Bilaam is a highly complex and seemingly contradictory character. On the one hand he possessed a depth of understanding of G-d and a parallel level of prophecy matched only by Moshe. Moshe was the greatest prophet in Jewish history and was able to interact with G-d in a uniquely direct and intense way. Bilaam is the only person in human history to rival such an intensity of experience with the Divine. Yet, at the same time, Bilaam is viewed as the personification of traits such as arrogance and greed in the Torah, and is commonly referred to as ‘Bilaam ha-Rasha’ - the evil Bilaam1[1].
How could these two extremes co-exist in one being? How could a person be so close to G-d in terms of clarity and understanding and yet so far from G-d in terms of his lowly moral outlook and behaviour?
The Medrash1[2] records a fascinating conversation that took place between Moshe and his future fatherin-law Yisro (Jethro). Yisro had been an expert and world leader in idolatry. He had recently come to the recognition that the truth lay in monotheism i.e. Judaism1[3] , and he had abandoned his previous ways at great risk to himself and his family who were now ostracised by their community. Moshe sought to marry Yisro’s daughter, Tzipporah. he consented with just one condition; Moshe and Tzippora’s first son would have to attend the local university to study dolatry!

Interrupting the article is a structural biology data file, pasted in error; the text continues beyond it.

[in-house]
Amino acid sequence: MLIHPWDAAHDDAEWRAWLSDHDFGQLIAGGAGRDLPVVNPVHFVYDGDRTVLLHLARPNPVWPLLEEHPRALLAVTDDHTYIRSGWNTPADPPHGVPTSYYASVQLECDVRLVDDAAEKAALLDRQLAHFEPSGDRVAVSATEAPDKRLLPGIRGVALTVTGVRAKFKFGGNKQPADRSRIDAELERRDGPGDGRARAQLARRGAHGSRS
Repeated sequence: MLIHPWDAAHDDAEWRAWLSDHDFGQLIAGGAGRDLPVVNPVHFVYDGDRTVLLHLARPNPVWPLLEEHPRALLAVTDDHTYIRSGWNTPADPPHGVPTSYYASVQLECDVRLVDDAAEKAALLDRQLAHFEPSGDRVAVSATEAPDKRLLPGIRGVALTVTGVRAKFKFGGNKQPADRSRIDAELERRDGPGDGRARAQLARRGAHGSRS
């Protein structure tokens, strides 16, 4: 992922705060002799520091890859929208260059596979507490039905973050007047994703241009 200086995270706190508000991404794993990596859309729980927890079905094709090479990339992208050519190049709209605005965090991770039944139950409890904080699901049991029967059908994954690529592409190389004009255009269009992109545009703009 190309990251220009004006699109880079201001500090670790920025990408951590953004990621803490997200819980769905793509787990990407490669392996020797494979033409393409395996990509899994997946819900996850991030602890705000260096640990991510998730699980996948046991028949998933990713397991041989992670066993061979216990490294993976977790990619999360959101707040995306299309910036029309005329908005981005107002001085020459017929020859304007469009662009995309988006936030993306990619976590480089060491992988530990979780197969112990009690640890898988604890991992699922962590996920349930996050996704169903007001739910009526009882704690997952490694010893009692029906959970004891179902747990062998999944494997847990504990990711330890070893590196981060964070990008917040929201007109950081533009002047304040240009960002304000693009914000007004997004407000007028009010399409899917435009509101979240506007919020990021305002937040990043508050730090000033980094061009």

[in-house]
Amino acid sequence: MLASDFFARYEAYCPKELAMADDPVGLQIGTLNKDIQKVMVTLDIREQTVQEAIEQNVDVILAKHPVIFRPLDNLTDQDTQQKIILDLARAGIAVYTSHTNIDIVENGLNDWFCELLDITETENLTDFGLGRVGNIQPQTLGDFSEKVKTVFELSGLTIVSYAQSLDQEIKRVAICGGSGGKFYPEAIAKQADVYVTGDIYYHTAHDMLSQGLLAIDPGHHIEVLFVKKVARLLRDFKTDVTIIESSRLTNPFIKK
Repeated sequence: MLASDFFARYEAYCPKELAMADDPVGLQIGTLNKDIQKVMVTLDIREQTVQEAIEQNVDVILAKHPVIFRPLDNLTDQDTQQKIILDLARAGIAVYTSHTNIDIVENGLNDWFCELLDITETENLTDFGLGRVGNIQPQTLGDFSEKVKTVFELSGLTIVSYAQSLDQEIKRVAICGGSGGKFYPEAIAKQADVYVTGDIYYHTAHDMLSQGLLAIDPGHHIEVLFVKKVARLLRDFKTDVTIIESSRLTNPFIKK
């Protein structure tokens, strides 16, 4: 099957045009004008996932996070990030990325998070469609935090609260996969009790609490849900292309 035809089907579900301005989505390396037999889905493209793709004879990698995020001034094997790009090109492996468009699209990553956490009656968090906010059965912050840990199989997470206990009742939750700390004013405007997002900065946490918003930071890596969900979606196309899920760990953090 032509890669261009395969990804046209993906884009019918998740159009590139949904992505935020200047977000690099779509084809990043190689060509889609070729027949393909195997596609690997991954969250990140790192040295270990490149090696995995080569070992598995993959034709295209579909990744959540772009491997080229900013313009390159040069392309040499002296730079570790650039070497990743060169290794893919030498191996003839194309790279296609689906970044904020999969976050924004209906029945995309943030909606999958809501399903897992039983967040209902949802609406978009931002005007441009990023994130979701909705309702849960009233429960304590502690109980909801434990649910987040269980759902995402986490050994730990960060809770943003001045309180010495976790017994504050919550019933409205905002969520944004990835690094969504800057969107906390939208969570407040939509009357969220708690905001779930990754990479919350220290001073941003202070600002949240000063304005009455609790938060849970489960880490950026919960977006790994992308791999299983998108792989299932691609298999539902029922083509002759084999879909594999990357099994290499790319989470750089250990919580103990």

Yisro’s behaviour seems totally ridiculous! – having risked his life to reject the falsity of idolatry and embrace Judaism, he was now insisting that his first grandson receive a full training in idolatry?!
R’ Chaim Shmulevitz explains1[4] that Yisro was motivated by a very legitimate concern. Yisro’s path to truth was a long and winding one. He had experimented, and become expert, in every religion and world philosophy before finally embracing Judaism as truth. Yisro was very much the self-made man. Imagine the contrast between Yisro’s journey to truth and life growing up as Moshe’s son. Moshe was the most spiritually attuned being of the generation. He frequently communicated with G-d. Such an upbringing would leave little room for the doubts and soul searching which kick-started Yisro’s path to discovering Judaism. Yisro realised the dangers this presented; How committed to a belief system that one never chose could one ever be, even if it were true? Moshe’s son would never have the opportunity to discover the truth for himself and embrace it in a way that it would become a defining part of who he was, in the way that Yisro had been able to.
Bilaam’s extremely high level of intellectual clarity of G-d and spirituality, and level of prophecy, were not the result of a lengthy process of selfintrospection and character development. They were G-d-given gifts for Bilaam to use or, as was the case, abuse. Bilaam never attempted to ‘personalise’ these gifts by truly internalising them. They therefore remained comparable to an externally imposed set of values and beliefs which had to bearing on Bilaam’s true self and consequent behaviour. For this reason it was perfectly possible for Bilaam’s character to simultaneously express these two extremes – at the very same time that he was engaging in the humbling experience of experiencing G-d through prophecy, he remained the Torah’s prime personification of arrogance.